COM 491 (4950), the internship class for communication majors, now fulfills the capstone requirement for the B.A. in communication.
Other reasons to complete an internship include:
- Employers prefer students who have done at least one internship.
- Interns fare better in a weak job market.
- Interns get the opportunity to network and build relationships with people in their desired profession.
- Interns can take their career for a test drive before they graduate.
Watch video testimonials from OU students who value their internship experience.
If you have any questions or would like to talk with someone personally about the internship course, please attend the mandatory Pre-Internship meeting and/or contact Dr. Robert Sidelinger, internship director.
Prerequisites / Pre-Internship Meetings
Students must possess junior or senior standing and receive permission of the instructor to enroll in this class. This class normally requires completion of at least one writing course beyond RHT 160. [Students who have earned 56-90 credit hours are juniors. Students who have earned 91 or more credit hours are seniors.]
Students who are registered for COM 4950 (the internship class) are required to attend one pre-internship meeting to learn how to go about setting up an approved internship. Students are required to secure an internship (and submit the proper paperwork) on or before the first day of classes for the semester they are registered. Those who have not will be dropped from the course.
If you intend to register for the class, the next pre-internship meeting dates are:
- Friday 1/26/18 2:00-4:00 PM in HHB 4050 and Tuesday 2/6/18 5:30-7:30 PM in SFH 171.
- Please be advised that these meetings are open to anyone. You need not be registered for the class to attend (but you must attend if you are registered for the class and you haven't attended a previous pre-internship meeting).
COM 4950 is a four-credit course, requiring at least 12 weeks and 150 hours of pre-approved internship work over the course of a 15-week semester. Most organizations feel students cannot gain enough useful experiences or complete their job responsibilities adequately without this minimum time frame; in fact, many organizations require a longer commitment (from six months to one year), especially if it is a paid situation. The value of the internship experience increases proportionately to the time students commit; however, only four credit hours may be earned for each internship experience, no matter how long the job lasts.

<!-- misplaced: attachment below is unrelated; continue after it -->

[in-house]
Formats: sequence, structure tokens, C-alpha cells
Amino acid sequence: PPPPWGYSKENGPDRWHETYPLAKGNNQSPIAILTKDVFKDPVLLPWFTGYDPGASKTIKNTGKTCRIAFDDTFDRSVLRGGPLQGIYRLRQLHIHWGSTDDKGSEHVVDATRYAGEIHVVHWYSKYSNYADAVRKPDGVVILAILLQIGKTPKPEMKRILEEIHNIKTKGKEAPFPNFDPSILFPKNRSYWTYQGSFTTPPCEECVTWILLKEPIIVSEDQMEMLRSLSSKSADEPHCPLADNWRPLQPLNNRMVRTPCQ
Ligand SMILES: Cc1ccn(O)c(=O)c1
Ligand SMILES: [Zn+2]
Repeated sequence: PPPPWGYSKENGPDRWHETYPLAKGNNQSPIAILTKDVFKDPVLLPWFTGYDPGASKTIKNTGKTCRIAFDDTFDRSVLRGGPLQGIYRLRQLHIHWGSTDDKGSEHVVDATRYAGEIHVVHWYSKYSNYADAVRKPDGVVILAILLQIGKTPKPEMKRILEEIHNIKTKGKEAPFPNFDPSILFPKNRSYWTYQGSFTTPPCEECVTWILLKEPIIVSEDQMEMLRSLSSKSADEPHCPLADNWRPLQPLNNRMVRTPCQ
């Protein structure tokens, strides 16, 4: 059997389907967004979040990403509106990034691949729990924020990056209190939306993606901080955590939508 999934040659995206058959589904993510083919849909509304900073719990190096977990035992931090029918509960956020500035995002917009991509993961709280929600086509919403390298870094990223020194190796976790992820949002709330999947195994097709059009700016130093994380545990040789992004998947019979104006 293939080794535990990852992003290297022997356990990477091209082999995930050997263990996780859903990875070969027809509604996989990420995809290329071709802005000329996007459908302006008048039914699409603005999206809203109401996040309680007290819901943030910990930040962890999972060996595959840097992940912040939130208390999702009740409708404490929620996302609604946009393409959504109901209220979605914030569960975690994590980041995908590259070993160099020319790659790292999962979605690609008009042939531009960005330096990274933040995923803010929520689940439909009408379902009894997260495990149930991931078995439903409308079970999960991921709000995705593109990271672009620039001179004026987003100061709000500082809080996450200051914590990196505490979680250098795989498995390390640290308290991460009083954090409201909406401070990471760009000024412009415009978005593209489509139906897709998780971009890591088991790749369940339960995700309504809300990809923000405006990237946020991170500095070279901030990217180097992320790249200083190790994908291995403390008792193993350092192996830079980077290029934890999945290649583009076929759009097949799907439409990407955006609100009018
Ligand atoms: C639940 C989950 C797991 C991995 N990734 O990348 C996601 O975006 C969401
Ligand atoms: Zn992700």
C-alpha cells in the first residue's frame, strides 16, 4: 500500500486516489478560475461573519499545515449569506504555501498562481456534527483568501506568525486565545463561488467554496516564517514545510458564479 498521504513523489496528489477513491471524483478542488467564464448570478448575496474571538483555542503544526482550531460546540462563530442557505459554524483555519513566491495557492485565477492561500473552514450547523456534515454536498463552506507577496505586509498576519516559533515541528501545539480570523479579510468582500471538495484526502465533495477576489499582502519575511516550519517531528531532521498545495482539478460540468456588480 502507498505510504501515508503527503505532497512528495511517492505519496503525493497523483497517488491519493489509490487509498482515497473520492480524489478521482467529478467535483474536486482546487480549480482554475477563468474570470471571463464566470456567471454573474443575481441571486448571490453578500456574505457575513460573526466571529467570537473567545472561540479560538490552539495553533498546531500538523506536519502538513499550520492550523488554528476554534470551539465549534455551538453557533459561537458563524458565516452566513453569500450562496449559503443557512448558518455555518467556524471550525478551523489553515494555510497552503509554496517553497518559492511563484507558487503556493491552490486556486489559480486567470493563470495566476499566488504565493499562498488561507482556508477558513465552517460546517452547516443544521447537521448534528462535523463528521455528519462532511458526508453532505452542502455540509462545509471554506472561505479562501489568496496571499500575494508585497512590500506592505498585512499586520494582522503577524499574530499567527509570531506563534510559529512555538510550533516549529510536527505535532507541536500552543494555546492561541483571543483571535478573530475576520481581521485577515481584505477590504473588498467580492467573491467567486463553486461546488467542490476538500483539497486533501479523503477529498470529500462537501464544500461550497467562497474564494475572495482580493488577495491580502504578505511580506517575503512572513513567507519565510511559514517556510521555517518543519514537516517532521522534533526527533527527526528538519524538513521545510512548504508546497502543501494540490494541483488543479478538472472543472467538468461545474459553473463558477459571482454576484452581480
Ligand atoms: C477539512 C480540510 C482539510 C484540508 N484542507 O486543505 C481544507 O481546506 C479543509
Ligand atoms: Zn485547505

While some employers may want students to work full time (40 hours/week), the department does not recommend this type of commitment unless it is a paid situation. It is important for students to have an explicit understanding with their employer of the time commitment they will be expected to fulfill before they accept a position.
Usually students start an internship at the beginning of a semester. However, they may start an internship at any time during the school year - pending approval from the internship director. If the work experience extends beyond the end of the term when they are registered for COM 4950, a progress (P) grade will be assigned - again this must be approved beforehand. This is a hold grade, which will be replaced with a number grade as soon as the student's final report/clips and evaluation are received.
How to set up an internship:
- Register for COM 4950, the internship class, during the semester you would like to do an internship. Attend the next available mandatory pre-internship meeting.
- Make an appointment with Career Services to have a career consultant review your resume and cover letter. Make the revisions your consultant recommends. Students need to make their appointments with Career Servicesafterthey attend the required pre-internship meeting. Make an appointment soon after attending a pre-internship meeting. Take your internship application form (the link is below), along with physical copies of your resume and cover letter, with you to Career Services and have your consultant sign it.
- Fill out the Internship Application Form. Submit the form along with a copy of your resume and cover letter to Internship Director Dr. Robert Sidelinger (or instructor of record). You may submit your materials to Dr. Sidelinger (or instructor of record) via email at firstname.lastname@example.org (or email of the instructor of record), by fax at (248) 370-4208, or in person at the main office of the Department of Communication and Journalism in 316 Wilson Hall. The first three steps must be completed before you begin your internship search.